It began with concern about erosion. When these homeowners spotted the eastside suburban house on 17½ acres, they thought it might be the perfect next home for them. A closer look revealed landscaping clinging to a deteriorating framework of once-fashionable railroad ties, all sitting at the edge of a cliff in what appeared to be a possible erosion and flooded-basement nightmare. But, still, it spoke to them.
“We had The Ohio Valley Group come out before we bought the house, which was one of the smartest things I ever did,” says the homeowner.
We came to drain
Doug Nemeckay, registered landscape architect with The Ohio Valley Group, evaluated the property with Andy Dangelo, who owns the company with his wife, Kathleen.
“There were some issues with drainage for sure that we had to take into account,” Nemeckay says. “We wanted to mitigate that with exterior drainage. We also recommended they get in touch with a structural engineer to make sure the foundation was not showing stress. It’s a precarious position on top of the hillside that the house is on. Some movement could affect things over time.”
Following assessments from The Ohio Valley Group and a structural engineer, the couple bought the house and gave the thumbs up to Ohio Valley as they began to conceive a year-long project that transformed the space around the home while the homeowners had another team gutting the inside to the studs for a complete remodel.
Today, it’s hard to imagine the property in construction turmoil. It looks like it always was meant to be this way, including pathways, seating areas, a fire pit, landscaped beds, steps connecting each level and, always, the view—the expansive rolling hills and trees-to-the-horizon view.
Visitors notice at once they are surrounded by huge boulders and stone outcroppings that define the edges of the space, and yet the same boulders keep open the possibility that there are no edges—only more boundaries to surpass and more acreage to explore.
Although each boulder on the property looks like it always was there, in fact, every single one was brought in from elsewhere in Ohio and other states. Nemeckay estimates about 100 tons of stones were brought in by The Ohio Valley Group. “The stepping stones that are monolithic are curb stones,” he explains. “The boulder outcroppings look like they were embedded in the ground and we sort of exposed them. We tried to restore it to its natural condition,” Nemeckay adds, as he explains the need to remove the old railroad ties. “That was old construction and most were already deteriorated and patched over the years and reinforced where things had rotted out. We totally enlarged the driveway area, and that is why there are good-sized boulder walls. We had to cut into the hillside to create room for driving and a driveway turnaround. There were some grade changes and real challenges.”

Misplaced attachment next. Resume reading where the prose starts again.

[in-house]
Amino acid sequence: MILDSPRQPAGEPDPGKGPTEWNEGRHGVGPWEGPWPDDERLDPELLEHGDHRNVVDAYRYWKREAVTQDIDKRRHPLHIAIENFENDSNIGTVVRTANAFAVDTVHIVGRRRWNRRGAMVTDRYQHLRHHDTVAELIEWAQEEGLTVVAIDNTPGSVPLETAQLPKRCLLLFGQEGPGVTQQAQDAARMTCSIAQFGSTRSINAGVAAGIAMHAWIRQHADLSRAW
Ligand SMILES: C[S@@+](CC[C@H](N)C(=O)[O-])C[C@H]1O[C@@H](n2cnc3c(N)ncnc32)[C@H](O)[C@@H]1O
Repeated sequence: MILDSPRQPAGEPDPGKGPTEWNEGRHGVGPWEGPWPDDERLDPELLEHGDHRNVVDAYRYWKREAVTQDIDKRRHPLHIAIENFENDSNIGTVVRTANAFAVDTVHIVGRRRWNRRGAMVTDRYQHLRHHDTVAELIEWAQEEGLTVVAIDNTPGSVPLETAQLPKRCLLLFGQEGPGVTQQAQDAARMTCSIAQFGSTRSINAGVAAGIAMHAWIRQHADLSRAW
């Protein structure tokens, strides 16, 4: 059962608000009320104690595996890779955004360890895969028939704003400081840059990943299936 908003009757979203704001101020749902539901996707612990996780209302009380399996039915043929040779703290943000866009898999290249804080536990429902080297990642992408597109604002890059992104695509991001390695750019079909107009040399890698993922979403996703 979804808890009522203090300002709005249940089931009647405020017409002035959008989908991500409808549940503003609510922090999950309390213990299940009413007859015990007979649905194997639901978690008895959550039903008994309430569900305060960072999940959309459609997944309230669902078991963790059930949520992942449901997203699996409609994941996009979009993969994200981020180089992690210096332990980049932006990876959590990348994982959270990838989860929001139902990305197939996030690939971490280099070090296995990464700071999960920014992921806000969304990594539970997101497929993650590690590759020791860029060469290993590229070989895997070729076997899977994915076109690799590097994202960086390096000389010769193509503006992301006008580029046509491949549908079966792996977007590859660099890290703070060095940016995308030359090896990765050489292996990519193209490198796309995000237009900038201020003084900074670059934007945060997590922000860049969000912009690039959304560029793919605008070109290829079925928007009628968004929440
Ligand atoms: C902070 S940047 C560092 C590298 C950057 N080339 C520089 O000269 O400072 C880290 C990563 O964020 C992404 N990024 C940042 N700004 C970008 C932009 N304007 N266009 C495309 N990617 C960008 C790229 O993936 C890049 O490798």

Nemeckay also explains how they handled the water. “The original owners had pipes exiting at the top of the hillside, and that is pretty steep, and, consequently, a lot of soil had already eroded. We ran piping all the way down to the bottom of the ravine so water is transported to the bottom without any erosion and to alleviate any additional erosion.”
Vision of loveliness
A series of curved landscaped beds wind throughout pathways of thermaled bluestone, rocks and curbstones, visually joining the spaces that sit at different levels around the property. “They had a good vision even before they purchased the house,” Nemeckay says of the homeowners. “Their guidance gave us great insight into what they wanted. They were sensitive to keep things natural and looking like it was built at the same time as the house.”
Although these homeowners have a plan for a second phase of exterior work that will add an outdoor kitchen and an adjacent patio, they definitely are enjoying phase one. At dinner parties, the homeowner says everyone loves the house and the property. “They say, ‘Wow, I can’t believe you live here,’” she explains. “People stop by on the weekends to say ‘Hi.’ That didn’t happen in my old house.”
RESOURCES Contractor, landscaping and hardscapes The Ohio Valley Group; Landscape architect Douglas Nemeckay, The Ohio Valley Group; Outdoor lighting Kichler, SiteOne Landscape Supply
Article appeared in Housetrends Cleveland – March/April 2019